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CX Week of February 6, 2020

Volta a la Comunitat Valenciana

Dylan Groenewegen (Team Jumbo-Visma) took Stage 1 of the Volta a la Comunitat Valenciana with a thrilling sprint victory against Fabio Jakobsen (Deceuninck-Quickstep). The Dutchman came from behind and passed Jakobsen with only a few meters left to take both the stage and leader’s jersey with it. 

Tadej Pogačar (UAE-Team Emirates) won Stage 2 after a short, sharp climb to the finish, ahead of Alejandro Valverde (Movistar) and Dylan Teuns (Bahrain-McLaren). The 21 year-old took hold of the Overall leader’s jersey heading into Stage 3. 

Despite crashing with 30 km to go and suffering from mechanical problems, Dylan Groenewegen (Jumbo-Visma) came back in time to win Stage 3 in a bunch sprint. Fabio Jakobsen (Deceuninck-QuickStep) and surprise sprinter Matej Mohorič (Bahrain-McLaren) finished second and third, respectively. Still tied on time with Pogačar, Jack Haig (Mitchelton-Scott) finished 12th on the stage and was able to take the leader’s jersey from Pogačar (UAE Team Emirates) based on stage placings. 

Stage 4 was set to be the queen stage of the race, with five categorized climbs spread over 156 km. At the top of the steep climb of Sierra de Bernia was the finish, and there it was Tadej Pogačar (UAE-Team Emirates) who took the race by the scruff of the neck. Attacking with three kilometers to go, the Slovenian immediately opened up a gap over the rest of the favorites. A chase group eventually formed which included Wout Poels (Bahrain-McLaren), Tao Geoghegan Hart (Team Ineos), and Daniel Martin (Israel Start-Up Nation), with overall race leader Jack Haig (Mitchelton-Scott) following closely behind. With the chase group closing, Pogačar hit the finish line just six seconds ahead. Haig fought back to finish fifth on the day, and falling to second in the overall standings ahead of Geoghegan Hart in third. Both were now six seconds behind Pogačar in the overall standings.

Fabio Jakobsen (Deceuninck-Quickstep) came out on top in the final sprint at the Volta a la Comunitat Valenciana ahead of Dylan Groenewegen (Jumbo-Visma) and John Degenkolb (Lotto Soudal). With the help of his teammate, Davide Ballerini, Jakobsen capped off another top-class leadout from Deceuninck-Quickstep to win by a hair against his countryman, Groenewegen. The GC standings remained unchanged, with Pogačar taking home the yellow jersey ahead of Haig and Geoghegan Hart, respectively. Following his GC win, Pogačar will take on a busy schedule culminating in his Tour de France debut this summer. “I’ll prepare at an altitude training camp and before my race before the Tour will be the Dauphine. I’ve got the UAE Tour towards the end of the month, then I do Paris-Nice, Basque Country and the Ardennes classics,” he said following the final stage.

Dylan Groenewegen (Team Jumbo-Visma) won the Points Classification at this year’s Volta a la Comunitat Valenciana, Gonzalo Serrano Rodriguez (Caja Rural-Seguros RGA) beat Pogačar to the Mountains Classification, but the Slovenian took home the Best Young Rider Classification along with the Overall, and Bahrain-McLaren won Best Team. 

Herald Sun Tours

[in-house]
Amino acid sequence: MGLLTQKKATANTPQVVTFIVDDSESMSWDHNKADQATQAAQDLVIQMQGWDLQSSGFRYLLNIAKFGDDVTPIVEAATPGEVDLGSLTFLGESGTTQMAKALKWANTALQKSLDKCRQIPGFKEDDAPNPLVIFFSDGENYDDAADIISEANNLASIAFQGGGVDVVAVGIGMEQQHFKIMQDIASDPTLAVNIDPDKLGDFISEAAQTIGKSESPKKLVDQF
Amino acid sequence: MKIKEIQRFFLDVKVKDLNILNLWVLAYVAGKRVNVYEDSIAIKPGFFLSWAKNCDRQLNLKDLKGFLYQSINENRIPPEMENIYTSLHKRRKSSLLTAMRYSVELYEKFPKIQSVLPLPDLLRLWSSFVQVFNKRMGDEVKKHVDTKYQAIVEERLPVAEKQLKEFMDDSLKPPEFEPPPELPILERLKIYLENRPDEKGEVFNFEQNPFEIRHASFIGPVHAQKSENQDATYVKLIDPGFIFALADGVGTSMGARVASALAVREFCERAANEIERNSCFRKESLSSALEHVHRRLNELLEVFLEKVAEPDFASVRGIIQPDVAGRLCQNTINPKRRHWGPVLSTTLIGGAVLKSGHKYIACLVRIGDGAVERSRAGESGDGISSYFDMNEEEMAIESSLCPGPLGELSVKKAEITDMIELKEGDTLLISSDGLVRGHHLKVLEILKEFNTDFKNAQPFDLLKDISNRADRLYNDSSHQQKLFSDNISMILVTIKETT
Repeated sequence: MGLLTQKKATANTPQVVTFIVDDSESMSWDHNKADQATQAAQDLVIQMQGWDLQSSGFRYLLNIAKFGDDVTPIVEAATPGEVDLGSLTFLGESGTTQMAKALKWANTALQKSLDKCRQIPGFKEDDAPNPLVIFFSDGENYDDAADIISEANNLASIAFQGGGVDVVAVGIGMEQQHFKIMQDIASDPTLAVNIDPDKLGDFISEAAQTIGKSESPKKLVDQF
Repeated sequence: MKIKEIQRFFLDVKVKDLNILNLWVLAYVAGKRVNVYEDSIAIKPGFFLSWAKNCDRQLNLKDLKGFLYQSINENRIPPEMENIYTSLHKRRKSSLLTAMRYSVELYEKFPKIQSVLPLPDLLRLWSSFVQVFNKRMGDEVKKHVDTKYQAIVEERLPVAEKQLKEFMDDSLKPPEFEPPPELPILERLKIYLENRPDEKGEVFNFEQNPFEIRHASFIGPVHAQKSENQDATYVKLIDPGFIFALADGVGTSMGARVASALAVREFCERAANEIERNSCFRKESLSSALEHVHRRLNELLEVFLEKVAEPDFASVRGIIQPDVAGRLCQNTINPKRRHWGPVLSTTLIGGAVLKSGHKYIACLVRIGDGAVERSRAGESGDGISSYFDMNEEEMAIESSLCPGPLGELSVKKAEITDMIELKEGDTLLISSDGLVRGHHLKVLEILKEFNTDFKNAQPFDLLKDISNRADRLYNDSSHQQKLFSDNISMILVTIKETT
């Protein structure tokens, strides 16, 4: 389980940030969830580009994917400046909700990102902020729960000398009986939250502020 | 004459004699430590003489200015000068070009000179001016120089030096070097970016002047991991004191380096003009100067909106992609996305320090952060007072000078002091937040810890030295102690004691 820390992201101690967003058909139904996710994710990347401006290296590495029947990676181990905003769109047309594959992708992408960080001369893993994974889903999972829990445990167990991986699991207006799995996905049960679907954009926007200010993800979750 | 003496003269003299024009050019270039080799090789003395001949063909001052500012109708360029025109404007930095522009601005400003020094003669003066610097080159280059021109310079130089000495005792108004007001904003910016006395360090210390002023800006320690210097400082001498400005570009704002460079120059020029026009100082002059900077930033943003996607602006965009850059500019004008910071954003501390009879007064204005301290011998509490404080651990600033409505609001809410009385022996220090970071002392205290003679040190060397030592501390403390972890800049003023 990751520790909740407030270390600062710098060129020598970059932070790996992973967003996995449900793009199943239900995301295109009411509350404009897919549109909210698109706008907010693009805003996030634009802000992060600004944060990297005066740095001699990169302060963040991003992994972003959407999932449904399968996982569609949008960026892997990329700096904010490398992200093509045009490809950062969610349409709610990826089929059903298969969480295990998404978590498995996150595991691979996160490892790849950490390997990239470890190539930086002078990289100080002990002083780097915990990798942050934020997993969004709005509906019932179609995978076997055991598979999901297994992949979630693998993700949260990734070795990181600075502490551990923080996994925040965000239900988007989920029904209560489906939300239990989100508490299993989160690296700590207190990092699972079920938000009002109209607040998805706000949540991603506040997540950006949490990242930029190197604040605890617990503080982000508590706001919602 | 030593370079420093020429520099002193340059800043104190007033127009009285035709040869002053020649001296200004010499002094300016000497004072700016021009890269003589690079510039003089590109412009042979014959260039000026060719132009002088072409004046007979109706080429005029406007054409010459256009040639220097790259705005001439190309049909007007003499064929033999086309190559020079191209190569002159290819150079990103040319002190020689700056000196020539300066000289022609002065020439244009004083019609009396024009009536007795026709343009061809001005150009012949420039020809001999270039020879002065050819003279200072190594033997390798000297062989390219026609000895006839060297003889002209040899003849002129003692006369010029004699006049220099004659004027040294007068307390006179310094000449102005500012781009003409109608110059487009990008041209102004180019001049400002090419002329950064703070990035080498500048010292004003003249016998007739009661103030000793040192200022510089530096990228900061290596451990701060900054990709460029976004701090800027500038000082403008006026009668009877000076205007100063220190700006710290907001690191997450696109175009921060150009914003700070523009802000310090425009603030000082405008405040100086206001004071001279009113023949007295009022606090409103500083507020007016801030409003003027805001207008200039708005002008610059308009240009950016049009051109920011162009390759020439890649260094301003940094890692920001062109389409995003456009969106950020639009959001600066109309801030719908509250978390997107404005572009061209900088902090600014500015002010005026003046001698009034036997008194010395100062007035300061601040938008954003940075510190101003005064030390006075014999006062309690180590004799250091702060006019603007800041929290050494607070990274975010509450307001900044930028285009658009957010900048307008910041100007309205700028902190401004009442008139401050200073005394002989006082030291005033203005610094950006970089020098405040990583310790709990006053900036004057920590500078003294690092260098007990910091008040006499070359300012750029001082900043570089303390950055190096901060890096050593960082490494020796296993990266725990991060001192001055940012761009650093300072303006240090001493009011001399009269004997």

Stage 1 of the 2020 men’s Herald Sun Tour came down to a traditional bunch sprint. After the break of the day was caught inside the final five kilometers, Team Sunweb and others took to the front to lead out their sprinters. Sunweb’s early movement was justified, as Alberto Dainese (Team Sunweb) took the win ahead of Kaden Groves (Mitchelton-Scott ), and Moreno Hofland (EF Pro Cycling).

Team Subweb made it two-for-two when Jai Hindley (Team Sunweb) won a three-up sprint on the Stage 2’s summit finish in Falls Creek. American rider Neilson Powless rode aggressively in the final kilometers, attacking the group until it had whittled down to just four. But Powless was feasibly overzealous, and was dropped with about a kilometer to go. Damien Howson (Mitchelton-Scott) and Sebastian Berwick (St George Continental Cycling Team) went to the line with Hindley, but it was the young Sunweb rider who came out on top, taking the lead in the General Classification along with the stage win. 

Kaden Groves (Mitchelton-Scott) won Stage 3 in a reduced bunch sprint ahead of Stage 1 winner Dainese (Team Sunweb) and Mihkel Räim (Israel Start-Up Nation). Just over half the bunch came to the line together after an early KOM had split the field. All of the top GC contenders made it into the front group, and so Hindley held onto the leader’s jersey heading into Stage 4. 

Hindley doubled up on stages by winning Stage 4’s summit finish to Mount Buller on Saturday. A large group of around 20 riders came into the final two kilometers together, with just James Piccoli (Israel Start-Up Nation) and Simon Yates (Mitchelton-Scott) left dangling a few seconds up the road. On the steep final pitches, second place overall, Sebastian Berwick (St George Continental), attacked and shed everyone but Hindley. The pair stayed together until about 100 meters to go, where Hindley came around Berwick to take his second win in three days, and increase his overall lead to ten seconds heading into Sunday’s final stage. 

Kaden Groves (Mitchelton-Scott) joined Hindley in doubling up as Groves took the sprint win on the final stage in Melbourne. Mitchelton-Scott took over leadout duties in the final kilometers, and Dion Smith (Mitchelton-Scott) delivered Groves to the line with enough power himself to take second. Moreno Hofland (EF Pro Cycling) finished best of the rest in third. American riders Scott McGill and Tyler Stites (Aevolo) had brilliant finishes to the Sun Tour, taking 7th and 10th on the final stage, respectively.